My climb buddies, and even me, got surprised that it would really be the normal hiking challenge: complete with cliffs, muds, assaults and a narrow trail where only one person can fit in. We thought it was a stroll-along-the-park. But nonetheless, we were ecstatic - not just because it was a new mountain for everybody, but because of the fact that we were going to be the first ones to climb the magnificent creation. So there was no stopping nor trailing back as this was brewing to be an adventure that we will forever remember!

A still smiling BP April and the others on their descent

VIDEO: The Girls Partying along the Trail
When we reached the base of the mountain after a grueling hour and a half of descent, we faced the real challenge: assault. We did not have any options but to go up. It was a dramatic regain of the altitude gain, or in this case: altitude loss, from the elevation that we started with down to the base. But this time, we were sweating our skins out in the territory of Mt. Humalophop. Assault on some muddy terrain...more assault...a zigzagging incline around the unfamiliar land of the mountain. And as we got higher and higher, I knew the view has got to be spectacular.And when we came out of the forest, just a few feet before the shed conveniently placed as a resting facility, our hearts were elated and our eyes feasted on our feat - a grand view of the Cordilleras and the picture of the lengthy trail that we had taken on.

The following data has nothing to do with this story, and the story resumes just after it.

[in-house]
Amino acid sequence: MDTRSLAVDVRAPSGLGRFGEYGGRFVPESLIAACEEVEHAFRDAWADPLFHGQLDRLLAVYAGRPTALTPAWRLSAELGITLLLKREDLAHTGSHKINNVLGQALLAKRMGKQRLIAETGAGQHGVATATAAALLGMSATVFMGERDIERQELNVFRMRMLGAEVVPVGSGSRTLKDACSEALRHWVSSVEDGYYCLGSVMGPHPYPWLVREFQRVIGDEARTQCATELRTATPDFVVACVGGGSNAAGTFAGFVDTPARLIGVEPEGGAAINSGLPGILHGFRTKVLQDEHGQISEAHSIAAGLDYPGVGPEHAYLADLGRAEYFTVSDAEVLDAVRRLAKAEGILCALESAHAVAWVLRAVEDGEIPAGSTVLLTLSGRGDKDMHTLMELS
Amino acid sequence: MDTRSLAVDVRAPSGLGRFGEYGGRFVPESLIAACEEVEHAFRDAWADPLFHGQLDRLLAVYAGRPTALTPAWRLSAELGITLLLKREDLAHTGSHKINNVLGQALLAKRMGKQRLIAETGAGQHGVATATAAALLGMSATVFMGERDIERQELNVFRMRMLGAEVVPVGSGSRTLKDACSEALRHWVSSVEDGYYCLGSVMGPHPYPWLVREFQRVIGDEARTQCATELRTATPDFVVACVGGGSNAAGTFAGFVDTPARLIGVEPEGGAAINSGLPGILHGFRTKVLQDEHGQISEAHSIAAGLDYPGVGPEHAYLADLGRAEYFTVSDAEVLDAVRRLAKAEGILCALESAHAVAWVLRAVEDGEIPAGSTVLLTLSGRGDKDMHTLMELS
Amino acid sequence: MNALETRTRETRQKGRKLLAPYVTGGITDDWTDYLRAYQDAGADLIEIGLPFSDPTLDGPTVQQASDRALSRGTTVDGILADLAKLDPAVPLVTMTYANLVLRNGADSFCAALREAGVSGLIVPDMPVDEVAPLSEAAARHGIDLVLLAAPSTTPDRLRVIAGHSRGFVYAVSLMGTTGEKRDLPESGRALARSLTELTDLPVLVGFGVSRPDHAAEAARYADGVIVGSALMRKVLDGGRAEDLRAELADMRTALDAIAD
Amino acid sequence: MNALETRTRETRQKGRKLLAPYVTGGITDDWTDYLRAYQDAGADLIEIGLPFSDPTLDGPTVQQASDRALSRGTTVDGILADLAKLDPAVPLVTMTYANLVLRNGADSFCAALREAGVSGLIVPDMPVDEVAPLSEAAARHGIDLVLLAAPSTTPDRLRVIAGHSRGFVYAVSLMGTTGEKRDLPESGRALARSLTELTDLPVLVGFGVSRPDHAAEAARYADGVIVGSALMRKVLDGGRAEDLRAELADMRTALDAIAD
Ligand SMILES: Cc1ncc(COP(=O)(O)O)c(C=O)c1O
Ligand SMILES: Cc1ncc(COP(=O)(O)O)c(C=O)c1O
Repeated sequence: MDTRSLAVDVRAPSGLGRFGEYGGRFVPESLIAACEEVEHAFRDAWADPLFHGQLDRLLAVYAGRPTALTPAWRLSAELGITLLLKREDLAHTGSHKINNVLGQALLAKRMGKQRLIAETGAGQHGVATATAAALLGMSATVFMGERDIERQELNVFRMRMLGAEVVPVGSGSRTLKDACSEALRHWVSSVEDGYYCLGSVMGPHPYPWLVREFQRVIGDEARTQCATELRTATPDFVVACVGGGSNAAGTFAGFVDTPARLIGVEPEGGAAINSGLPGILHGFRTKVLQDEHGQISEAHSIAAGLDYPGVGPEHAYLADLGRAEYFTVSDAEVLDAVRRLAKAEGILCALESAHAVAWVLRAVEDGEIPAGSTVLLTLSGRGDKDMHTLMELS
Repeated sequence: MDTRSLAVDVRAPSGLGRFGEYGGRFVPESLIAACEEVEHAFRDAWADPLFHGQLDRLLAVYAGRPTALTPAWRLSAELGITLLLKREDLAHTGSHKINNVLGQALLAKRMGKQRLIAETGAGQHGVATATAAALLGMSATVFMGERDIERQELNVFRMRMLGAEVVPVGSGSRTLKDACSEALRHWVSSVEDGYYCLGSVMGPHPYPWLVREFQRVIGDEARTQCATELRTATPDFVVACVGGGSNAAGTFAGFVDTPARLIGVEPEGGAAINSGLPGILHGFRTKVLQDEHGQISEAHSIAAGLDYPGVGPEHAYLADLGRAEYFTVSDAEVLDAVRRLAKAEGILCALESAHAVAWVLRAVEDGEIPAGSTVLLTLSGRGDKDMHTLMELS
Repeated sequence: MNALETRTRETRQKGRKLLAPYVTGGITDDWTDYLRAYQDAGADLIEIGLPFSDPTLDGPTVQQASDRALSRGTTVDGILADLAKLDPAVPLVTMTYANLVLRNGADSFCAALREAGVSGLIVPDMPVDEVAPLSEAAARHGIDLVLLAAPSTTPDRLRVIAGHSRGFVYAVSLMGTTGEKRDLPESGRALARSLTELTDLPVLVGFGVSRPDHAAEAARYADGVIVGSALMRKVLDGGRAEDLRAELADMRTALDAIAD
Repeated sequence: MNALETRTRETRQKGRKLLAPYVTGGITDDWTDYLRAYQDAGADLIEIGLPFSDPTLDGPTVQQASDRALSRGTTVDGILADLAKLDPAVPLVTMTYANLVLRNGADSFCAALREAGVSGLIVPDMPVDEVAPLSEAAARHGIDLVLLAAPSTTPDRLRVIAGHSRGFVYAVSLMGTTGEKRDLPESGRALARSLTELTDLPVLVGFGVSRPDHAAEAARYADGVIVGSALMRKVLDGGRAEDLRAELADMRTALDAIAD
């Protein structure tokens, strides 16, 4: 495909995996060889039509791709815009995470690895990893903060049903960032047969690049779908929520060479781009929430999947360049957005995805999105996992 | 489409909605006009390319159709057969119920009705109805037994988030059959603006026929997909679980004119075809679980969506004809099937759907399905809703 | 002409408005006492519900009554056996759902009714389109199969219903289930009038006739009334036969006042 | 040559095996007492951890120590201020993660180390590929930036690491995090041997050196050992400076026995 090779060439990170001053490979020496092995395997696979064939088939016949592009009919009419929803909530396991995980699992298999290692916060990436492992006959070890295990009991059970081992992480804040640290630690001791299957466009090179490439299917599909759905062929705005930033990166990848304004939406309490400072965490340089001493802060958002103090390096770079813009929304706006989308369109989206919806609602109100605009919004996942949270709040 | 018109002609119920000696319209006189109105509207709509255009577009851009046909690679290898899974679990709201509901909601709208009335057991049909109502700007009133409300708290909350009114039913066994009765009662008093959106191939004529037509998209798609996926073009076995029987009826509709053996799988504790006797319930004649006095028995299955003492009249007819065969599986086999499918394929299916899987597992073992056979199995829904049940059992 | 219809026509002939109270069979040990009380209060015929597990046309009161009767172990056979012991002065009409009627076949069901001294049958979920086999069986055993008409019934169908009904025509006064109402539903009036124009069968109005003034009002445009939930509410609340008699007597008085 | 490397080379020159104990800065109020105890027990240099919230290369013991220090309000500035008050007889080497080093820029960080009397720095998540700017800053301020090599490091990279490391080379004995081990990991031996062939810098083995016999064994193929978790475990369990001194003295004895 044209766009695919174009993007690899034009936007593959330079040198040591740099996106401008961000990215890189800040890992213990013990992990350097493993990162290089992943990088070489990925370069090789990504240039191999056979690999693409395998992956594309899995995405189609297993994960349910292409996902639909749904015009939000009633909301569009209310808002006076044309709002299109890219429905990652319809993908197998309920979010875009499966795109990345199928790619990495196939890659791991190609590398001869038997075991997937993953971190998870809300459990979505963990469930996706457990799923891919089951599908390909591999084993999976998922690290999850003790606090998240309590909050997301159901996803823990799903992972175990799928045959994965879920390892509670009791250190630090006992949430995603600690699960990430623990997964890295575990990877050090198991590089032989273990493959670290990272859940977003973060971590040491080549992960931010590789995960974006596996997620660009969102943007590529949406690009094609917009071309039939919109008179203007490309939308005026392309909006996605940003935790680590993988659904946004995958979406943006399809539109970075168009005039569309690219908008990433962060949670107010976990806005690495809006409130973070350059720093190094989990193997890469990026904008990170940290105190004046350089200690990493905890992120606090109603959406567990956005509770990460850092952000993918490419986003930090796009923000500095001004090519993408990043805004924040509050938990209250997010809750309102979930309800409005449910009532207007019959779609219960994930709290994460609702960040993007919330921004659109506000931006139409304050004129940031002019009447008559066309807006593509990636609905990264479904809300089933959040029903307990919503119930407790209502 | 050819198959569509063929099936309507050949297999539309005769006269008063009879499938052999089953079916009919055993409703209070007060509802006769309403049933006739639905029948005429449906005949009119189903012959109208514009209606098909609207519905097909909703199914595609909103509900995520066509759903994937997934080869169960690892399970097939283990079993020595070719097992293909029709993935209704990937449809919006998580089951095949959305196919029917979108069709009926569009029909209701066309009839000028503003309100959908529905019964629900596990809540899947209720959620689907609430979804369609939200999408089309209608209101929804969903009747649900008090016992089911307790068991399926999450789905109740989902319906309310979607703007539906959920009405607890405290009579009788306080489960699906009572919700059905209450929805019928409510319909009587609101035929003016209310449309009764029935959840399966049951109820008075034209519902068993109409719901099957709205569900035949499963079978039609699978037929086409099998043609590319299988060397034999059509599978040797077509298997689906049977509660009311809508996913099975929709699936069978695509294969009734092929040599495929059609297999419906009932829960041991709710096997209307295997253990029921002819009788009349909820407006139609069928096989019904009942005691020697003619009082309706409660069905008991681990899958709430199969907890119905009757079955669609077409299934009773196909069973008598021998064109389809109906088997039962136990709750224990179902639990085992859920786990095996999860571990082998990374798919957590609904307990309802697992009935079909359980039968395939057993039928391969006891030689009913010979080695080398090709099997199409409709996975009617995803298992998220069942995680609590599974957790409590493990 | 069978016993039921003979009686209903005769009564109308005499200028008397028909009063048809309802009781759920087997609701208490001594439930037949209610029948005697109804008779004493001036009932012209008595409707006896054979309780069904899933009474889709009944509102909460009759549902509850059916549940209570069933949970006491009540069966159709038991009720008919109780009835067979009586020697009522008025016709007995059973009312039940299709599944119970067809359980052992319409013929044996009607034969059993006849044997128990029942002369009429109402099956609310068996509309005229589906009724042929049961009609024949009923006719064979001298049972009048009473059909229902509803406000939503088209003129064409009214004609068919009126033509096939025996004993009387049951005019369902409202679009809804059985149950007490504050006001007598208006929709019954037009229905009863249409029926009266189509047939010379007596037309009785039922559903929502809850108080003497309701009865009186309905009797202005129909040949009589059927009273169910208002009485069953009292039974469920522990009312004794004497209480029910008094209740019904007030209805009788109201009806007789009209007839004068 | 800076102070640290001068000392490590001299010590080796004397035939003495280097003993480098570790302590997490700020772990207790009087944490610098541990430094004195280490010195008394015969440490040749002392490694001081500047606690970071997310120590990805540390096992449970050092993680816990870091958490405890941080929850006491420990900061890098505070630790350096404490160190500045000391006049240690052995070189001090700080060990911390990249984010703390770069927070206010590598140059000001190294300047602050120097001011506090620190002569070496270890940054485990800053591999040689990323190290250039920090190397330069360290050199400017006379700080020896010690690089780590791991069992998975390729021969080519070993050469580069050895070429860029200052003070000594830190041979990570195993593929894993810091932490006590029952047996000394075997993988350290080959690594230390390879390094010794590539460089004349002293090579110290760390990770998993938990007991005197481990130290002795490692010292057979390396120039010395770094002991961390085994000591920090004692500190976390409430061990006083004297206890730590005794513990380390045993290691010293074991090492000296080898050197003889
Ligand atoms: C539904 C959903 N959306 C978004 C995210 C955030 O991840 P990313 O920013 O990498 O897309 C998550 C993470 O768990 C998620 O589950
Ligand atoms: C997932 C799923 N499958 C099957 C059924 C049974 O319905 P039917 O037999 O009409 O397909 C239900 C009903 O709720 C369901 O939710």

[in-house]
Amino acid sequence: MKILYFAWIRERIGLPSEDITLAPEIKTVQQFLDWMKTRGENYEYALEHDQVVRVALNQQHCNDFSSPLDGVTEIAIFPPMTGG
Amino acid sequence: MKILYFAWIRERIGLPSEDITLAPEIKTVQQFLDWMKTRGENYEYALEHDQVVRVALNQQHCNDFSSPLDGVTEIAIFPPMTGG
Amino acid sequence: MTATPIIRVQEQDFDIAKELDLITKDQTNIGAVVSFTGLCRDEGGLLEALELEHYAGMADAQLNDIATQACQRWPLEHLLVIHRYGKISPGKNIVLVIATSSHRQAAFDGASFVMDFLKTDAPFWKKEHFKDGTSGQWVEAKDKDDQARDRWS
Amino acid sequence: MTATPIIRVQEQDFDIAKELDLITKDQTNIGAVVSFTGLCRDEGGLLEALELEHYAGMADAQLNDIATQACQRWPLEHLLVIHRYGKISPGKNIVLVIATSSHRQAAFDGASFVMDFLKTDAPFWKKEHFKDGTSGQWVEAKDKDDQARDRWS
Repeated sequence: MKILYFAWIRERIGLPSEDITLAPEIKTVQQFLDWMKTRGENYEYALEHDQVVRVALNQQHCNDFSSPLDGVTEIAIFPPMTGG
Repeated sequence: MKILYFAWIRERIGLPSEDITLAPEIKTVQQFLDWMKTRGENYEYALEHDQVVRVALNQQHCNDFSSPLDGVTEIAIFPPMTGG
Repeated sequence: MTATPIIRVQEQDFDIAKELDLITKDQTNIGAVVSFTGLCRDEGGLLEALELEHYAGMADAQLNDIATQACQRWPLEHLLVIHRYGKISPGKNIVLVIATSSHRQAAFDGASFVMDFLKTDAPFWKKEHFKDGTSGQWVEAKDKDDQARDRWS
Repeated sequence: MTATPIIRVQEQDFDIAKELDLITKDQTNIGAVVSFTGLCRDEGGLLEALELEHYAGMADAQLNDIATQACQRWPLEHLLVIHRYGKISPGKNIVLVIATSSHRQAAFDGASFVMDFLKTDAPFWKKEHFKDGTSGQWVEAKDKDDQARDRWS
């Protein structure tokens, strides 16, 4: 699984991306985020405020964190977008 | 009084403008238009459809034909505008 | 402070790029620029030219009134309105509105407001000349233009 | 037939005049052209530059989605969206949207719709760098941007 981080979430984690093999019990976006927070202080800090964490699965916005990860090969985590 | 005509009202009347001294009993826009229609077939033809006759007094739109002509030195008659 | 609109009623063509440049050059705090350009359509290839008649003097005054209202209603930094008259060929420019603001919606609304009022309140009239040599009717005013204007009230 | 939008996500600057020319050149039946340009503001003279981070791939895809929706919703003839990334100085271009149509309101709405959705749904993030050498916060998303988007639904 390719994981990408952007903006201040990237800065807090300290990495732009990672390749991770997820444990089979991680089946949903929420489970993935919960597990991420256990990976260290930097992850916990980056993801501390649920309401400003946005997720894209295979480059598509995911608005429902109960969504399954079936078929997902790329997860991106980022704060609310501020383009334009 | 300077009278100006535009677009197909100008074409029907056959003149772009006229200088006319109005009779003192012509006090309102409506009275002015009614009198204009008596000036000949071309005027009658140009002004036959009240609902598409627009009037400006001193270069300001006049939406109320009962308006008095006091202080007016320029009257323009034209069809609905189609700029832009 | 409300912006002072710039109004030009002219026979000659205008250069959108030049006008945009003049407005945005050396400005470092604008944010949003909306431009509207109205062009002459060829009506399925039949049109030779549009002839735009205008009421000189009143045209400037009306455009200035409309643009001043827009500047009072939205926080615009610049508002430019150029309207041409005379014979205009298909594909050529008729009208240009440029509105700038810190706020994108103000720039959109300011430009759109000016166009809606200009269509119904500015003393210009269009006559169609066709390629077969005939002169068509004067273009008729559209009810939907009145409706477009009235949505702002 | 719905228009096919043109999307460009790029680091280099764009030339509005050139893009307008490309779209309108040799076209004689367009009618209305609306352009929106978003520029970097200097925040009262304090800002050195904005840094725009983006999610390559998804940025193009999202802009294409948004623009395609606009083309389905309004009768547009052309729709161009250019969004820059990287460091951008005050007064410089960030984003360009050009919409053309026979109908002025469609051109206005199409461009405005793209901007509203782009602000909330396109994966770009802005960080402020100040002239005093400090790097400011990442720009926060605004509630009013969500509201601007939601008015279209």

BP Jovy and guest Rexie at the stopover
BP Angel savoring the view
Exhausted but with a sense of satisfaction, we rested at the station. It was like the worst nightmare for some when they heard our PNP guide that we were just halfway through! The estimate we got was Mt. Humalophop can be conquered in two hours, and we were already trekking for two + one = three hours! That was when I realized we can not rely on the estimation of the locals because this was their homeland. They were used to tramping in the same terrain for several years. So when our police guide told us that we were just halfway through, my main concern was getting to campsite before dark - which was quite far fetched.
Another Cordillera mountain for BACKPACKER Conts!
The next phase of the climb did not have numerous nor splendid pictures that day because my fear came true: darkness ate the sky and we were still trekking! And to our surprise, we were faced with one final obstacle before reaching the campsite: Rice Terraces the dark! Yes, we had to trace the terraces once again, but this time, the fall was quite dire. The elevation from one terrace to another was higher thus each step was crucial. And talk about stepping when you can not clearly see more than half the surroundings because it was dark already! We had one casualty in the rice terraces trekking: BP King fell a couple of times in the high terraces. Splurk. Yes, his body was covered with mud each time he would fall directly in that course. The only consolation to that is at least his time with the rice terraces was far too memorable as compared with the others!


After more than five hours of trekking (and blind hiking for some), we finally arrived in our target campsite: Humalophop Elementary School! The members of the lead pack were already resting when we got there. Some took time to rest while the others washed up. The men became boys when they ran around the school grounds to take a bath under the rain. Three rooms were prepared for our arrival. Two rooms became the girls and the guys' quarters while one classroom was conveniently converted as the kitchen. The ever industrious Leah was ready to help in the kitchen as it was already dark. However, we did not anticipate that a bountiful dinner was served by the locals of Humalophop for us! They cooked pinikpikan with the helping of the native rice of Ifugao and fresh fruits! Thank you very much to the kind people of Hingyon, Ifugao.

Dinner at Humalophop ES